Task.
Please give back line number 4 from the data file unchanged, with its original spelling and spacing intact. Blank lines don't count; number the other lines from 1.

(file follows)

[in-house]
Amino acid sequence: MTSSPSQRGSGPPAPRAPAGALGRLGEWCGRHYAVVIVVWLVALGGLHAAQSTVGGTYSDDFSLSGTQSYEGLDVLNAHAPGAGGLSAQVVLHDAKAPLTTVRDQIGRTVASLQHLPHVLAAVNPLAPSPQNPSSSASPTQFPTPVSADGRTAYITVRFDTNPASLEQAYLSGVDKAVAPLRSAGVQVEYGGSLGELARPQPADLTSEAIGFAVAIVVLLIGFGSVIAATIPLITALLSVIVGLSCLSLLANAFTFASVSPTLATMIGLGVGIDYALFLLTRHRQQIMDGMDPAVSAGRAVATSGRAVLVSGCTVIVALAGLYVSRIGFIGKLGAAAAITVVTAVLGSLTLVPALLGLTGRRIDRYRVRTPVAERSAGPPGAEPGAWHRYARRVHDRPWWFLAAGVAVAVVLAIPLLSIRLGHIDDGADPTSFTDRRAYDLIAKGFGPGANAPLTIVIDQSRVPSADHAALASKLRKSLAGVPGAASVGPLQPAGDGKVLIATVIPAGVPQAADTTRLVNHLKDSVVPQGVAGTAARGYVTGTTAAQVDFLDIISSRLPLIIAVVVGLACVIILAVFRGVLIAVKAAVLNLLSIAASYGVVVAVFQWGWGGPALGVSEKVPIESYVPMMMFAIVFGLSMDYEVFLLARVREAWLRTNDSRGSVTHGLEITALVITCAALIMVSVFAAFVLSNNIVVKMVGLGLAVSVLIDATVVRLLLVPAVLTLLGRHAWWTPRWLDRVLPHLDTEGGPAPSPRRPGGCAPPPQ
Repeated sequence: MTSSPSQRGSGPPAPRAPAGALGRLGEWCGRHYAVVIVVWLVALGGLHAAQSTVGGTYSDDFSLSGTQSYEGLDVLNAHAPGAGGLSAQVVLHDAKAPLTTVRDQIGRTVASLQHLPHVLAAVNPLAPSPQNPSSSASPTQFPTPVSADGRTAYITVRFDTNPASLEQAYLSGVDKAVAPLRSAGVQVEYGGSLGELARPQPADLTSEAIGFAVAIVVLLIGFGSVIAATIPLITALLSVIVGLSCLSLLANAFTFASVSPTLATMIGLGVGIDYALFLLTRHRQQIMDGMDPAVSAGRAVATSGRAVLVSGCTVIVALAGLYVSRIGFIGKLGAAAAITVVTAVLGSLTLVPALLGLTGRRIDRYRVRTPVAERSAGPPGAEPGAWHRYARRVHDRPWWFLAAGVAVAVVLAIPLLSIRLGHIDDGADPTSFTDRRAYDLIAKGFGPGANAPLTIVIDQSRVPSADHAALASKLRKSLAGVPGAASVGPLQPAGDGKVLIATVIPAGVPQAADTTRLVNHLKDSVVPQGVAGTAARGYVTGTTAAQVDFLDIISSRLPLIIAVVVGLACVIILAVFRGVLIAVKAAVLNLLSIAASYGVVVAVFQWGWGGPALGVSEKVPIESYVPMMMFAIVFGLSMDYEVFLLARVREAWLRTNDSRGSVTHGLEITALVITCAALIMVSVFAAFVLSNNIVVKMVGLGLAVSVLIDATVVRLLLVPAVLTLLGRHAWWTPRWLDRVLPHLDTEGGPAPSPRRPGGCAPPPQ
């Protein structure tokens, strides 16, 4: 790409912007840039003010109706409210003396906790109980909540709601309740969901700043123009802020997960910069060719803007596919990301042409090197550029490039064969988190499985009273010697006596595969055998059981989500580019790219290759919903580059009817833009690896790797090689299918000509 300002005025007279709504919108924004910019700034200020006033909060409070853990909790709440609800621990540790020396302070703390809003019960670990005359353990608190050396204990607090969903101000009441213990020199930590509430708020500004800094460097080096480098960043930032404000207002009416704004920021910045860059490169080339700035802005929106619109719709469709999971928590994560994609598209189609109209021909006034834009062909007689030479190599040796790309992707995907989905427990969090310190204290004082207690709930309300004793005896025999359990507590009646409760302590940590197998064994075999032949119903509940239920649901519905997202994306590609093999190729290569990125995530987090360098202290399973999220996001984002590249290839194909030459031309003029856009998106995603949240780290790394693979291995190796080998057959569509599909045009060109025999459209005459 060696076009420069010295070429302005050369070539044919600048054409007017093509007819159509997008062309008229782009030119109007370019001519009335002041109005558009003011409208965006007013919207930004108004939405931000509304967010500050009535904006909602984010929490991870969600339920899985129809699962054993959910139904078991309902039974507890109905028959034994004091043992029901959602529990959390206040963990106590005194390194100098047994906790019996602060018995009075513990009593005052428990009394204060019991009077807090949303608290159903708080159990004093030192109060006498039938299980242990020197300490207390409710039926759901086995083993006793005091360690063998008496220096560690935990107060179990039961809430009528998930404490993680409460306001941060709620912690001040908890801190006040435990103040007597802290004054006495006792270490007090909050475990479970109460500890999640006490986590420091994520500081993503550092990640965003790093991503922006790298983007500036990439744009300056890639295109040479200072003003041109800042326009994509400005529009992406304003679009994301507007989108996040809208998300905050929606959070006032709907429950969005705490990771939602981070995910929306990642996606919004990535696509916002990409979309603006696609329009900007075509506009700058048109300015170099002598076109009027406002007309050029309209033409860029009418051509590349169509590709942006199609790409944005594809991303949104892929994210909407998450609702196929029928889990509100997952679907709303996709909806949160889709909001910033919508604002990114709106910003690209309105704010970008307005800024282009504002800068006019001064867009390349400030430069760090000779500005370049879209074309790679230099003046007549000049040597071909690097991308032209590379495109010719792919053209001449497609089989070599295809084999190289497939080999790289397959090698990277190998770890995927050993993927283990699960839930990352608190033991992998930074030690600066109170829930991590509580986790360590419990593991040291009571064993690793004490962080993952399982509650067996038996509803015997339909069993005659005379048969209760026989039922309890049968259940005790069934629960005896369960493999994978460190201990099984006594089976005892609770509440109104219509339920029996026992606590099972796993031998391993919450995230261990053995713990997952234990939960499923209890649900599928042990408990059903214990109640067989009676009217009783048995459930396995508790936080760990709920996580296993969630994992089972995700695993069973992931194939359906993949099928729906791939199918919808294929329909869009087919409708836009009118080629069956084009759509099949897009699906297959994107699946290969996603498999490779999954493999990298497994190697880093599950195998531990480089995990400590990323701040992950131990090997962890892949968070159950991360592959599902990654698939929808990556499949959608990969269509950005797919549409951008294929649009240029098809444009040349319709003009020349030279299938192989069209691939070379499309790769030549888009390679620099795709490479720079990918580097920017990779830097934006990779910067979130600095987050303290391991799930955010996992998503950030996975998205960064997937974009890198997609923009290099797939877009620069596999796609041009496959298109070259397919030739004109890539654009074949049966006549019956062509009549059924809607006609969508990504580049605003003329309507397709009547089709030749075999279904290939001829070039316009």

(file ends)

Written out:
């Protein structure tokens, strides 16, 4: 790409912007840039003010109706409210003396906790109980909540709601309740969901700043123009802020997960910069060719803007596919990301042409090197550029490039064969988190499985009273010697006596595969055998059981989500580019790219290759919903580059009817833009690896790797090689299918000509 300002005025007279709504919108924004910019700034200020006033909060409070853990909790709440609800621990540790020396302070703390809003019960670990005359353990608190050396204990607090969903101000009441213990020199930590509430708020500004800094460097080096480098960043930032404000207002009416704004920021910045860059490169080339700035802005929106619109719709469709999971928590994560994609598209189609109209021909006034834009062909007689030479190599040796790309992707995907989905427990969090310190204290004082207690709930309300004793005896025999359990507590009646409760302590940590197998064994075999032949119903509940239920649901519905997202994306590609093999190729290569990125995530987090360098202290399973999220996001984002590249290839194909030459031309003029856009998106995603949240780290790394693979291995190796080998057959569509599909045009060109025999459209005459 060696076009420069010295070429302005050369070539044919600048054409007017093509007819159509997008062309008229782009030119109007370019001519009335002041109005558009003011409208965006007013919207930004108004939405931000509304967010500050009535904006909602984010929490991870969600339920899985129809699962054993959910139904078991309902039974507890109905028959034994004091043992029901959602529990959390206040963990106590005194390194100098047994906790019996602060018995009075513990009593005052428990009394204060019991009077807090949303608290159903708080159990004093030192109060006498039938299980242990020197300490207390409710039926759901086995083993006793005091360690063998008496220096560690935990107060179990039961809430009528998930404490993680409460306001941060709620912690001040908890801190006040435990103040007597802290004054006495006792270490007090909050475990479970109460500890999640006490986590420091994520500081993503550092990640965003790093991503922006790298983007500036990439744009300056890639295109040479200072003003041109800042326009994509400005529009992406304003679009994301507007989108996040809208998300905050929606959070006032709907429950969005705490990771939602981070995910929306990642996606919004990535696509916002990409979309603006696609329009900007075509506009700058048109300015170099002598076109009027406002007309050029309209033409860029009418051509590349169509590709942006199609790409944005594809991303949104892929994210909407998450609702196929029928889990509100997952679907709303996709909806949160889709909001910033919508604002990114709106910003690209309105704010970008307005800024282009504002800068006019001064867009390349400030430069760090000779500005370049879209074309790679230099003046007549000049040597071909690097991308032209590379495109010719792919053209001449497609089989070599295809084999190289497939080999790289397959090698990277190998770890995927050993993927283990699960839930990352608190033991992998930074030690600066109170829930991590509580986790360590419990593991040291009571064993690793004490962080993952399982509650067996038996509803015997339909069993005659005379048969209760026989039922309890049968259940005790069934629960005896369960493999994978460190201990099984006594089976005892609770509440109104219509339920029996026992606590099972796993031998391993919450995230261990053995713990997952234990939960499923209890649900599928042990408990059903214990109640067989009676009217009783048995459930396995508790936080760990709920996580296993969630994992089972995700695993069973992931194939359906993949099928729906791939199918919808294929329909869009087919409708836009009118080629069956084009759509099949897009699906297959994107699946290969996603498999490779999954493999990298497994190697880093599950195998531990480089995990400590990323701040992950131990090997962890892949968070159950991360592959599902990654698939929808990556499949959608990969269509950005797919549409951008294929649009240029098809444009040349319709003009020349030279299938192989069209691939070379499309790769030549888009390679620099795709490479720079990918580097920017990779830097934006990779910067979130600095987050303290391991799930955010996992998503950030996975998205960064997937974009890198997609923009290099797939877009620069596999796609041009496959298109070259397919030739004109890539654009074949049966006549019956062509009549059924809607006609969508990504580049605003003329309507397709009547089709030749075999279904290939001829070039316009």